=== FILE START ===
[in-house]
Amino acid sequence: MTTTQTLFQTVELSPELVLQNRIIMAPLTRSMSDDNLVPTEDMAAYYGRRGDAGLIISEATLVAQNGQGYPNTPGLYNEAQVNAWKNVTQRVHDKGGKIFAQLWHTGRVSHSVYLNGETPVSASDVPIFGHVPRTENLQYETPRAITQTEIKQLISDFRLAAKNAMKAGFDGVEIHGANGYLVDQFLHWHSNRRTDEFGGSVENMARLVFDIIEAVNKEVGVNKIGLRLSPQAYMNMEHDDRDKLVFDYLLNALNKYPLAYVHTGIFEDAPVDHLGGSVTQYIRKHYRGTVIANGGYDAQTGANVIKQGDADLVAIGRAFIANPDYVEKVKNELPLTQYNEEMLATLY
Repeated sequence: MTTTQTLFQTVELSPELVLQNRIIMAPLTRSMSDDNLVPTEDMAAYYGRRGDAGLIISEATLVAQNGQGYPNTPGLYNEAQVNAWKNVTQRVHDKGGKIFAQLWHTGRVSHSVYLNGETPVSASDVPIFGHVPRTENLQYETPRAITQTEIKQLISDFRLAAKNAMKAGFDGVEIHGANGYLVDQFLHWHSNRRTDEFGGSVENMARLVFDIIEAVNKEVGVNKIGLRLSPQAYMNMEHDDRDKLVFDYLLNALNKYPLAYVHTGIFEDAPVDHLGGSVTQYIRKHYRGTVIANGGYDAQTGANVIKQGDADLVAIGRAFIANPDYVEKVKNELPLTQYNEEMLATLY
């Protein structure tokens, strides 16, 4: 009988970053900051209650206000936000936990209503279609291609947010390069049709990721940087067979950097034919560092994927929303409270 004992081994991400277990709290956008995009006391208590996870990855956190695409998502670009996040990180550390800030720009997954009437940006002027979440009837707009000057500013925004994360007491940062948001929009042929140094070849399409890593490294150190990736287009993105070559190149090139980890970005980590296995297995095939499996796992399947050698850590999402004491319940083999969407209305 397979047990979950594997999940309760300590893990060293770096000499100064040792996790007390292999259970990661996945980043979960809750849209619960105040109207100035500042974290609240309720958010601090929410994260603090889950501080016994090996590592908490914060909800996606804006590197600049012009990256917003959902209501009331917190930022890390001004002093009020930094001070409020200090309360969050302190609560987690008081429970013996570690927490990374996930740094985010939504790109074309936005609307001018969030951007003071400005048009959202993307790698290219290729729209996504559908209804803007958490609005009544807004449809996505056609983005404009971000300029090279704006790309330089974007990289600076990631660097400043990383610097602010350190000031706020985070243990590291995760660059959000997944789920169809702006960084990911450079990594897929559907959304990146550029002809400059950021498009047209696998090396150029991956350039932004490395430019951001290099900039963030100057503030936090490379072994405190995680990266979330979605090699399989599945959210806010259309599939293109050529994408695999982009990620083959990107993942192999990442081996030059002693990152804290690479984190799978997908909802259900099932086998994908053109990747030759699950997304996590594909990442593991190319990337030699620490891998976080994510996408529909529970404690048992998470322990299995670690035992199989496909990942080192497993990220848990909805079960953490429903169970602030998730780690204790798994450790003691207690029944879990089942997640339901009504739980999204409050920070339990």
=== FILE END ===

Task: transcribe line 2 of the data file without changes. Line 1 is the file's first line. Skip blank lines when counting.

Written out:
Amino acid sequence: MTTTQTLFQTVELSPELVLQNRIIMAPLTRSMSDDNLVPTEDMAAYYGRRGDAGLIISEATLVAQNGQGYPNTPGLYNEAQVNAWKNVTQRVHDKGGKIFAQLWHTGRVSHSVYLNGETPVSASDVPIFGHVPRTENLQYETPRAITQTEIKQLISDFRLAAKNAMKAGFDGVEIHGANGYLVDQFLHWHSNRRTDEFGGSVENMARLVFDIIEAVNKEVGVNKIGLRLSPQAYMNMEHDDRDKLVFDYLLNALNKYPLAYVHTGIFEDAPVDHLGGSVTQYIRKHYRGTVIANGGYDAQTGANVIKQGDADLVAIGRAFIANPDYVEKVKNELPLTQYNEEMLATLY